Dark chocolate goodness melted in my mouth, and it was only 9am. Now this is how you begin a day right in Brussels!
The Brussels Chocolate Walking Tour and Workshop started at 9 in the morning–a strange time to eat chocolate, but I figure there is never a bad time to eat chocolate! Our fist stop was Godiva. They catered to the refined Belgian chocolate palate, mainly serving dark chocolate with a high cocoa bean content. There is an art to tasting those chocolate–much like wine tasting. As much as I wanted to just eat the pralines like a handful of M&M’s, our guide instructed us to restrain ourselves and consider the tastes and textures.
We walked on to Chocopolis where they make pralines every day. Pralines were actually invented in Belgium by Jean Neuhaus in 1912. They are basically hard chocolate shells with filling in the middle. All of the chocolate houses in Brussels make pralines, but Chocopolis is one of the few making them daily.
Our guide, Marc, continued to lead us throughout the streets of Brussels offering up nuggets of history laced with his fun personality. We not only learned about chocolate, but we learned about Belgium culture–a truly informative overall experience. I also really appreciated the fact that Marc stressed to us we were under no obligation to purchase chocolate at any of the shops we went into. I never felt any pressure to buy, as the cost of the tour included our tastings.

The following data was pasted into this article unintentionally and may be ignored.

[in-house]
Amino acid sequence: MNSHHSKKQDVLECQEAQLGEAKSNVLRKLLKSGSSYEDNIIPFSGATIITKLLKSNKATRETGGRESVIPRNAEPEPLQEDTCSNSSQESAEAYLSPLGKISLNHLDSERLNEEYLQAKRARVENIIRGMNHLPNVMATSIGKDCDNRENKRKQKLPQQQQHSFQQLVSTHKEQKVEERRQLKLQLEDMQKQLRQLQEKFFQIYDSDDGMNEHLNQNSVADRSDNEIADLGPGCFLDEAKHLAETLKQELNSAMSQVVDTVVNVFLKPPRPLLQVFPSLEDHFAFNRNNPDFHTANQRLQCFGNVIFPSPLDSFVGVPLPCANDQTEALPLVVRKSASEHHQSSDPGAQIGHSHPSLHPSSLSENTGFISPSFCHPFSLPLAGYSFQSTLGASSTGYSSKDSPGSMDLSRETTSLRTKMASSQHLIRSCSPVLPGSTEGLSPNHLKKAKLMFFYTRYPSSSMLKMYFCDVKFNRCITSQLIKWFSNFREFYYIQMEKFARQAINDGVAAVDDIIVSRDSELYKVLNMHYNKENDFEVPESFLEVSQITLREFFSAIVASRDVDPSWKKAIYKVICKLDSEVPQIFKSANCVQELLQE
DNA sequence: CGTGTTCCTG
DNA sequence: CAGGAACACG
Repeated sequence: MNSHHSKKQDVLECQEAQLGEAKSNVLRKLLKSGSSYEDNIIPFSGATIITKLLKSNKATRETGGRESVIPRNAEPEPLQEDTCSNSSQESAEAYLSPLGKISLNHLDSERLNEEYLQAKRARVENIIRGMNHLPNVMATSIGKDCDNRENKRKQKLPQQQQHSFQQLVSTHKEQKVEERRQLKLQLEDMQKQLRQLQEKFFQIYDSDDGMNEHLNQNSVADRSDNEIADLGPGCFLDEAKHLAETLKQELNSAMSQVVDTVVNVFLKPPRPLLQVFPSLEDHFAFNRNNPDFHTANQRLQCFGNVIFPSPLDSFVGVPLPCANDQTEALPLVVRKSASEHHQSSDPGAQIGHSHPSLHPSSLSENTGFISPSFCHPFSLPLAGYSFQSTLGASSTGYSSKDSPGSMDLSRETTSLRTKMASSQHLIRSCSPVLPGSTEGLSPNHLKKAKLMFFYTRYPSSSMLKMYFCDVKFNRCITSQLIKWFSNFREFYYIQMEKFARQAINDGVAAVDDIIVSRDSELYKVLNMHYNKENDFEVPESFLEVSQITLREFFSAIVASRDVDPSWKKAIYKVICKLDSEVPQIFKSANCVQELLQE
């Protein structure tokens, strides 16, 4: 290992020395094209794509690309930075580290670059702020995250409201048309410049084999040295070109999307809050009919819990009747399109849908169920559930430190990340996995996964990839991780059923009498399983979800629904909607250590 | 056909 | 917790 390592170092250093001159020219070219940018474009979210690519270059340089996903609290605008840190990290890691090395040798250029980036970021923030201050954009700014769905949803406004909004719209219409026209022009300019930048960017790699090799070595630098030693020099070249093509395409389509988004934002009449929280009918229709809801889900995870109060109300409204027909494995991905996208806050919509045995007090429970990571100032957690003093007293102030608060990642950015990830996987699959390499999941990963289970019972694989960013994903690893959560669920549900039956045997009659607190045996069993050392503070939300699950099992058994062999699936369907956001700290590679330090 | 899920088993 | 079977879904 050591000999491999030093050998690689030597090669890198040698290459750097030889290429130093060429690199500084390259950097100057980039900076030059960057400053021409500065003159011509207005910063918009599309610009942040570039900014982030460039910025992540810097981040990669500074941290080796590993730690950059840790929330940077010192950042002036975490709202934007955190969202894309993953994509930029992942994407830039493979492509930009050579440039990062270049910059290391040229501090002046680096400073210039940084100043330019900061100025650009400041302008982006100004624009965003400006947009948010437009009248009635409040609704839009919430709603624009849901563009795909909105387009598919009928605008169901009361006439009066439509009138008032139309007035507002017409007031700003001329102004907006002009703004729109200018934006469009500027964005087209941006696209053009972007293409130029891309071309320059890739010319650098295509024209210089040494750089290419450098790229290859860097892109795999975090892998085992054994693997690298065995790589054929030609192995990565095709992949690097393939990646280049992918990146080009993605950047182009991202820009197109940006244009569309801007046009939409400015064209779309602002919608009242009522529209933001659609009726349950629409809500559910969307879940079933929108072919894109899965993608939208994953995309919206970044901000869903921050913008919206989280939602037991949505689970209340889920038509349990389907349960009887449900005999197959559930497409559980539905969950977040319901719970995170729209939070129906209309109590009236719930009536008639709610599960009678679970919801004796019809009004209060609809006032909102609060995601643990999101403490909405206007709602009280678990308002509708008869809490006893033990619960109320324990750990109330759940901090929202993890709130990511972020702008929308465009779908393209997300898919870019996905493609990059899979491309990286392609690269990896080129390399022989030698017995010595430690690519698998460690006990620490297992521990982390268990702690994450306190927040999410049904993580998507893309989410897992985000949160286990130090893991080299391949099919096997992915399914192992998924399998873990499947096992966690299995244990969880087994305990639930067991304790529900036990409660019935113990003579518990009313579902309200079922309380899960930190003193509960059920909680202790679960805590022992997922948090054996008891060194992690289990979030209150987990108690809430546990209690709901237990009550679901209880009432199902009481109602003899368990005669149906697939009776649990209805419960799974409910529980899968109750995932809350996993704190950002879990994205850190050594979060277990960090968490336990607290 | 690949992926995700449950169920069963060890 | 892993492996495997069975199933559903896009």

Our next stop was the Grand Sablon, a small triangle neighborhood with the historic Notre Dame de Sablon church at its head. Lining the streets are cafes, bars, restaurants and shops–most notably the best selection of chocolate shops in Brussels is located in the Grand Sablon. All the shops seemed to have their own ‘niche’ which made them special; organic, high end, fruit, and even packaging. Pierreledent offered beautiful boxes which honestly looked like they were more complicated to make than the pralines!
Then there was my favorite Chocolatier–Laurent Gerbaud’s Boutique Et Atelier. He was somewhat new to the Belgian chocolate scene because he had spent his early chocolate making years in Shanghai perfecting his tastes for Asian spices. His logo is even in Chinese, with the characters meaning ‘Chocolate’. He presented us with an amazing combination of flavors such as dark chocolate mixed with additions such as peppercorns, sweet chili, Japanese citrus, bergamot, ginger, and apricot. One final surprising thing about Laurent’s recipes was they contained no sugar, butter, or artificial flavoring.
Not only did we taste his unique chocolate, but we were able to get hands-on and learn how to make our own chocolate. We each had a chance to learn how to fill chocolate molds, garnish them with various nuts, and package them. He also took us through a detailed chocolate tasting with an array of flavors and textures. We were all literally buzzing at the end of our hands-on portion of the tour!
We wrapped up the tour saying goodbye to all of my new chocoholic friends. I have a feeling most of us were off to take a chocolate nap that afternoon! I’m happy to report, the impossible was achieved that day; I was officially full on chocolate.
Read more about What to Eat and Drink in Brussels
- Sherry Ott